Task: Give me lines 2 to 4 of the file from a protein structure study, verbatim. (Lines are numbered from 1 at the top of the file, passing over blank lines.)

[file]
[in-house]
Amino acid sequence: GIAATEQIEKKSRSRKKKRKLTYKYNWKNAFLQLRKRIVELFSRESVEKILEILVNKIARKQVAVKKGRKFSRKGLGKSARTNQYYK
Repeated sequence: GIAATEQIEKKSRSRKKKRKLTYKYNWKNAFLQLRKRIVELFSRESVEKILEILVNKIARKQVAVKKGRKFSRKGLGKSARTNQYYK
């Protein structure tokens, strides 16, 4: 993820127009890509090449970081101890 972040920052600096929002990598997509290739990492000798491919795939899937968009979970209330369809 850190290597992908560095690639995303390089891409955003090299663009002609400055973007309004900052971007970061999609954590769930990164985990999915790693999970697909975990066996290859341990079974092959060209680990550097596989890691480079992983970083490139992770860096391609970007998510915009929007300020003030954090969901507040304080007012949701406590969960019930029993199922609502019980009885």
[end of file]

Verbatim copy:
Amino acid sequence: GIAATEQIEKKSRSRKKKRKLTYKYNWKNAFLQLRKRIVELFSRESVEKILEILVNKIARKQVAVKKGRKFSRKGLGKSARTNQYYK
Repeated sequence: GIAATEQIEKKSRSRKKKRKLTYKYNWKNAFLQLRKRIVELFSRESVEKILEILVNKIARKQVAVKKGRKFSRKGLGKSARTNQYYK
């Protein structure tokens, strides 16, 4: 993820127009890509090449970081101890 972040920052600096929002990598997509290739990492000798491919795939899937968009979970209330369809 850190290597992908560095690639995303390089891409955003090299663009002609400055973007309004900052971007970061999609954590769930990164985990999915790693999970697909975990066996290859341990079974092959060209680990550097596989890691480079992983970083490139992770860096391609970007998510915009929007300020003030954090969901507040304080007012949701406590969960019930029993199922609502019980009885």